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THE STAR
The Star is a South African, English-language daily newspaper. It was founded in 1871 and is headquartered in Johannesburg.
President  @CyrilRamaphosa  accompanied by Minister  @MondliGungubele , Minister  @PatriciaDeLille , Deputy Minister  @ZiziKodwa , and Premier  @AlanWinde  as he inspects the damage to the Parliament buildings in Cape Town.
Geopolitics
Carl-Johan Karlsson

South African Parliament Fire Raises Deeper Questions About Democracy

It took firefighters nearly three days to extinguish the blaze at the historic building in Cape Town, and the damage will persist as South Africans try to figure out how this happened, and what it says about the country’s struggle to reinforce its young democracy.

That the devastating fire at South Africa’s parliament building broke out in Cape Town on Sunday — one day after anti-apartheid hero Desmond Tutu's funeral was held nearby — only adds to the anguish of a nation struggling to reinforce its democracy nearly three decades after its first free elections.

Since the blaze was finally extinguished for good on Tuesday, South Africans have been debating the ramifications of the fire that tore through the 150-year-old building, laying waste to the wood-paneled assembly where the president makes his annual state-of-the-nation address.

Protest, negligence or crime of opportunity?

Adding to the uncertainty are doubts about the arrest of a 49-year-old unemployed man charged with arson. Zandile Christmas Mafea was arrested at the Parliament complex shortly after the fire was reported. According to prosecutors, Mafe was caught with stolen laptops, documents and crockery, and was charged with arson, theft, possession of explosives and breaking state security laws.

But questions also remain over why the alleged arsonist, who according to his lawyer plans to plead not guilty, would burn down the historic building. Some have pointed to the timing of the fire, occurring just days before the Parliament was to receive a report on corruption under former president Jacob Zuma. But others accuse the government of scapegoating a poor man to distract from its own failure to protect its buildings, with surveillance systems unmonitored and sprinklers said to have been out of commission, Mail & Guardian reports.

Whatever the motivation or narrative, the burning-down of a parliamentary building is bound to have a divisive effect in a country reeling from a long period of socio-economic decline and with a ruling party characterized by internal ideological incoherence.

Faultlines along the road to freedom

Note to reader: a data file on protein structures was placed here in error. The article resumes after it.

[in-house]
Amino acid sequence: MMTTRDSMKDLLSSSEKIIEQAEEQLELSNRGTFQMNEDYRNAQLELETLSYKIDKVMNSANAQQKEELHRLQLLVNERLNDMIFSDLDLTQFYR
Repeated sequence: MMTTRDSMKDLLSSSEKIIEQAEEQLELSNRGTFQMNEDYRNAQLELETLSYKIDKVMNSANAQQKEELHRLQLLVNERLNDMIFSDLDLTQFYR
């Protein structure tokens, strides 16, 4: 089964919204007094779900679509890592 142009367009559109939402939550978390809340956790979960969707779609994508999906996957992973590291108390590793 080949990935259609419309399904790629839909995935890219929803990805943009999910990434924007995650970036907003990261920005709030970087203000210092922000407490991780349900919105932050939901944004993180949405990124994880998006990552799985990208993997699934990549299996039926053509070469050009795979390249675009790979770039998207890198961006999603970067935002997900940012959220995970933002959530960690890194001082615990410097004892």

Since its first democratic election in 1994, South Africa has in the last decade drifted further and faster away from the vision of a modern country at peace with itself fought for by the likes of Tutu, who died last week at the age of 90, as well as the winner of that first election, the late Nelson Mandela.

The government’s failure to implement job-intensive growth policies in the first decade of the 21st century sparked popular doubts about the trickledown effect of neo-liberal policies, culminating in a transition of power from Thabo Mbeki to Jacob Zuma in 2009. The shift in leadership ushered in an era of seemingly endless corruption scandals, overspending, reduced private sector autonomy and plunging investor confidence. Last year, South Africa’s official unemployment rate became the highest in the world at more than 44%, and some experts suggest that in the absence of economic reform, the country could be a failed state by 2030.

Let’s put aside the finger-pointing

Today, South Africa is still on edge after a wave of deadly riots last July, and the pandemic has further reduced the working population. As such, the government’s handling of the burning of the parliamentary building — the site of both the promulgation of the apartheid laws as well as their abolishment — is likely to have a disproportionate effect on the population.

In the Daily Maverick, Oscar van Heerden, deputy vice-chancellor at Fort Hare University, suggests that restoring basic trust in the government should start with restoring the building that holds South Africa’s collective heritage: “Let’s put aside the finger-pointing, let’s forget about possible arson plots and let’s just show the nation that, for once, we can get something done competently in the shortest possible time frame.”